Tag Archives: Canon

Vintage Minolta MD/MC mount lenses on Canon EOS EF mount?

I made a huge discovery this Christmas! The video tripod post will have to wait a bit, as I just had to get this off my chest. When I was visiting my folks, I remembered that my dad used to be into SLR photography back in the film days. He had an old Minolta camera, probably an SRT101 or a similar model, I can’t remember. My granddad also had the same camera and when he passed away 15 years ago, dad inherited all his camera gear. All that gear has just been sitting in my parents’ attic, gathering dust and while the camera body was a goner, the lenses looked just fine! There was 10 manual focus Minolta MD

and MC mount lenses just waiting for me to play with them…woohoo!! There’s lots of talk over on cinema5D about how awesome vintage lenses are, because they are cheap and sharp and designed to be focussed manually, unlike modern AF lenses. There were a fast nifty fifty (the Minolta MC Rokkor-PF 55/1.7), a tele prime (The Tokina 200/3.5) two tele zooms (The Hanimex 55-220/3.5-4.5 and the Beroflex 80-210), a wide-angle prime (The Admiral G.M.C. 28/2.5), a wide-angle zoom (The Samyang 18-28/4-4.5) and a macro zoom (The Sigma 35-70/2.8-4). All I needed was a cheap adapter ring off eBay and I’d be ready to go! Or so I thought…

After my initial giddiness, I had a closer look and noticed that some of the lenses were beyond hope…they’d been completely scratched into oblivion. I still had 7 lenses left though, that appeared free of any major scratches or other blemishes, which, for the price of $0 was still an awesome find! Upon my arrival back in Melbourne, I started doing some research into MD mount lenses and how they work with Canon’s EF mount. The result was quite sobering, as the general consensus among vintage lens enthusiasts in this regard was ‘not very well’.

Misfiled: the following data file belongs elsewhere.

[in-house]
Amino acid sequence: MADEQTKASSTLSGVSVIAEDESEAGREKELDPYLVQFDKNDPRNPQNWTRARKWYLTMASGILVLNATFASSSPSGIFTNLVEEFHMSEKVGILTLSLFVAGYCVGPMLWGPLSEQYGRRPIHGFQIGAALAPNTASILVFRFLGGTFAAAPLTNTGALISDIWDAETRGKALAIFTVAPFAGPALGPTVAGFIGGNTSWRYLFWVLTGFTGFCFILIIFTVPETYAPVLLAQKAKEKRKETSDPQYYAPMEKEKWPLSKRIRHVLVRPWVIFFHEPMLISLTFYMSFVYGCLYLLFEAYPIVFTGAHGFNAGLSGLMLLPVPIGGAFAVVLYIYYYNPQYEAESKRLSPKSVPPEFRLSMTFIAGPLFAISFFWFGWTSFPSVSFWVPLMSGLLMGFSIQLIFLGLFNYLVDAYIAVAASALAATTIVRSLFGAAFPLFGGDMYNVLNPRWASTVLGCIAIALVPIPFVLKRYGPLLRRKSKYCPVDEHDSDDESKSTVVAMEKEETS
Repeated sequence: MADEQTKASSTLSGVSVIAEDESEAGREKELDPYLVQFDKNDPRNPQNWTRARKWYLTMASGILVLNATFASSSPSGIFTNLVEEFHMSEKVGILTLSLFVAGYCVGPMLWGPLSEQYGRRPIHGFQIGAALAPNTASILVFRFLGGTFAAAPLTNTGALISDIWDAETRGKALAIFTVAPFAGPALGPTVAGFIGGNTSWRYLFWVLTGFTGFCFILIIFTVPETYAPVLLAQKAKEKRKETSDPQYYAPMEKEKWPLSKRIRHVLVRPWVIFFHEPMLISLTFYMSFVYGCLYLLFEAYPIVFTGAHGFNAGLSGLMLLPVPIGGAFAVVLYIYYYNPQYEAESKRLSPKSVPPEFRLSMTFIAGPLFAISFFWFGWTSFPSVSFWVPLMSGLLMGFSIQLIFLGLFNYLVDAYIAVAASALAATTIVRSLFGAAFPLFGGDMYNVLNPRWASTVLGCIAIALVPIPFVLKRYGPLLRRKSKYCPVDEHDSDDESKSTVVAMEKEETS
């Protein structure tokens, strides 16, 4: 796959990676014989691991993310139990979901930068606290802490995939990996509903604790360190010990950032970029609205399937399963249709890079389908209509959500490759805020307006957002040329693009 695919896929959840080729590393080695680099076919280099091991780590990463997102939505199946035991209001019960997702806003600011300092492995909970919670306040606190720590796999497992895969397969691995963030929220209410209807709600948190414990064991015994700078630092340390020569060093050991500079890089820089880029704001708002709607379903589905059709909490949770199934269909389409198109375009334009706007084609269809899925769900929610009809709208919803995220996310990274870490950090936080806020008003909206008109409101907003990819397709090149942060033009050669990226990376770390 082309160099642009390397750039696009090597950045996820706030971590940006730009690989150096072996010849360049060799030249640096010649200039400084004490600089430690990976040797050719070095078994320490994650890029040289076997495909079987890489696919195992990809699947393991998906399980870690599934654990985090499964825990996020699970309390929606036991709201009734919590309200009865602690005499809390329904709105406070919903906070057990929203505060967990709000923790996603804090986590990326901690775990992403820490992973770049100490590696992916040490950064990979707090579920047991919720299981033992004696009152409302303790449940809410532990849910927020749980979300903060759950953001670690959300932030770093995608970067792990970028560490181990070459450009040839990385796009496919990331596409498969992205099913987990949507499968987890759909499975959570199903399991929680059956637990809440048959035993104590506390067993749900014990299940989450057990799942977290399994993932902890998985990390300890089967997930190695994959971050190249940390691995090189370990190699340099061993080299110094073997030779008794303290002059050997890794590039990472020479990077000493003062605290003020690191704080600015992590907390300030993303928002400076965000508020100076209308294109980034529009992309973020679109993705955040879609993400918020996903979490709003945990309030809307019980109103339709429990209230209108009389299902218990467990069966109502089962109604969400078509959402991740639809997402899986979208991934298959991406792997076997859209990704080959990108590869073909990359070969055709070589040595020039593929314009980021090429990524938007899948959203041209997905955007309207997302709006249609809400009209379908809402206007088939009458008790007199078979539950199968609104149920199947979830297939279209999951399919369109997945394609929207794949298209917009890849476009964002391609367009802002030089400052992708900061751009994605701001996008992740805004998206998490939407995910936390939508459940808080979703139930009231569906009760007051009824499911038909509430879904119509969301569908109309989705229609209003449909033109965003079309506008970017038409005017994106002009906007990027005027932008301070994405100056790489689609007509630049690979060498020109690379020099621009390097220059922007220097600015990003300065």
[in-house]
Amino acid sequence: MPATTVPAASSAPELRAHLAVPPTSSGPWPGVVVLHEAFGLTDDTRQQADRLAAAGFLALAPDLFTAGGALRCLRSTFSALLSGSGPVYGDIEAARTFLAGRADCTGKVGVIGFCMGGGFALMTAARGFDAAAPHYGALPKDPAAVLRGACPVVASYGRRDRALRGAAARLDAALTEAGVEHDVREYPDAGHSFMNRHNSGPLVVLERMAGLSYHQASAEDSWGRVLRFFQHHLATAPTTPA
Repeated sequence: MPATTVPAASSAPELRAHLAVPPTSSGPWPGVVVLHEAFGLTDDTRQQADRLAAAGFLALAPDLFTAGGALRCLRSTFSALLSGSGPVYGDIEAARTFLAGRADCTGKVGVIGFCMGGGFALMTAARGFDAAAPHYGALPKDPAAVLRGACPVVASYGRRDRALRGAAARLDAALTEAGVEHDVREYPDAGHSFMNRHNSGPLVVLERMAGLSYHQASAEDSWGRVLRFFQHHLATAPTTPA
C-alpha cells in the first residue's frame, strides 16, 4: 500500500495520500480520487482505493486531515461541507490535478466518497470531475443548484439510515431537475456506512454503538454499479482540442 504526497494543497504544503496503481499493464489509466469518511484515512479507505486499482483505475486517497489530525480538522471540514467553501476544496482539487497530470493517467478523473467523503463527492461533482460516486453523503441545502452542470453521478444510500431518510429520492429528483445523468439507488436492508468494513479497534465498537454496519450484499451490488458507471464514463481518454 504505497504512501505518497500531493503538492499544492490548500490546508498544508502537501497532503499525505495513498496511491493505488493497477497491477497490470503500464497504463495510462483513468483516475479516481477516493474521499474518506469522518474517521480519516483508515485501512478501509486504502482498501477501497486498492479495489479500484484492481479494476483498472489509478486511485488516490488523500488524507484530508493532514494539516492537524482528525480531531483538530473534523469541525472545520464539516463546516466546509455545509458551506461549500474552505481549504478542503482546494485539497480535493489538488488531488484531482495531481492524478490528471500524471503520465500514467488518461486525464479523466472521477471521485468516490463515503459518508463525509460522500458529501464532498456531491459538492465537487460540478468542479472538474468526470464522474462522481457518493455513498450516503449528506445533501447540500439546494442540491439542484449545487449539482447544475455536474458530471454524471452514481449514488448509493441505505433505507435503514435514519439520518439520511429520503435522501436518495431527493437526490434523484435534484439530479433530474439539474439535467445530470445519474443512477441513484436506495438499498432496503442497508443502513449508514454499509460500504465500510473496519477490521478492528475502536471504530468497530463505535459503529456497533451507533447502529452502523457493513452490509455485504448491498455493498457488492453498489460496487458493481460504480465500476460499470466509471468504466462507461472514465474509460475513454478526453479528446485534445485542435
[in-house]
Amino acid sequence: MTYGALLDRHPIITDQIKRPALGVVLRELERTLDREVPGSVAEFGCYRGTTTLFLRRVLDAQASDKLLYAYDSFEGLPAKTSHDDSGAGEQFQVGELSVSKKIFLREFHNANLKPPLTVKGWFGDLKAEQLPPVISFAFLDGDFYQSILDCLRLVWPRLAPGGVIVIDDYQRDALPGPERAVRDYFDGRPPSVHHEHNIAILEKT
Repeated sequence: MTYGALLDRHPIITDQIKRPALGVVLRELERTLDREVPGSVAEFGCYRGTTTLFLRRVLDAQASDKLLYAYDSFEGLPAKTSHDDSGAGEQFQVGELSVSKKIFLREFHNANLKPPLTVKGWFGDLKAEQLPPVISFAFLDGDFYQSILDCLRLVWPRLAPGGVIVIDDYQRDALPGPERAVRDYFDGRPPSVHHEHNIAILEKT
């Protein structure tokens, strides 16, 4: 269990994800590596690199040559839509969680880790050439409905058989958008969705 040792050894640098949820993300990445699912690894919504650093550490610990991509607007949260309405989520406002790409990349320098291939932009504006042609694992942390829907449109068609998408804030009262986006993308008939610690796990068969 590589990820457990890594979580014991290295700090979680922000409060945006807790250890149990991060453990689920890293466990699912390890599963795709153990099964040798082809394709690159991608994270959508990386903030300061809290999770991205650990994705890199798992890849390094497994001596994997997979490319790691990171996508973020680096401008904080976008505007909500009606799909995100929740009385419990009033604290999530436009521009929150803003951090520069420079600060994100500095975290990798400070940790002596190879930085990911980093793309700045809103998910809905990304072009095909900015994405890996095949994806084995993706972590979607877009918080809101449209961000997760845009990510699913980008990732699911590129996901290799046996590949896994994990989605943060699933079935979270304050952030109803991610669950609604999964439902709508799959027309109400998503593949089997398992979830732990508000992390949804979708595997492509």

The lenses usually favoured by said enthusiasts come with M42 mount, which is easily adapted with a $10 adapter ring. It turns out, however, that the Minolta mount is a slightly different story. I still don’t understand why they don’t work as well, but it’s something to do with the  distance between the lens elements and the focal plane. Essentially, MC/MD mount lenses are too far away from the focal plane and therefore won’t focus to infinity, even with an adapter ring. This means that unless all you shoot is macro, you’re in for a bit of trouble!

Luckily, there is an alternative in the form of an optical adapter. Optical because they contain an optical element (like a lens) to make up for the difference in length…I think. Feel free to correct me here, as I’m still new to this whole thing. The reason why this type of adapter is not ideal is because it (supposedly) deteriorates the image quality, since you are effectively adding more lens elements of inferior quality to the mix. Kind of like wearing glasses under your sunglasses?

I ordered both types of adapters from eBay and they’re in transit. As soon as I’ll get them, I’ll do some test shots and will post them here.


The Canon 60D for beginner film-making (vs. the 7D, D7000 and the 550D/T2i)

I often see people on forums asking which camera they should get to shoot video with. I’ve also asked myself this question a few times and it’s quite difficult to say which camera is most suitable for someone starting out in HDSLR film-making. They are all great cameras and will do the job well, each with its own strengths and limitations.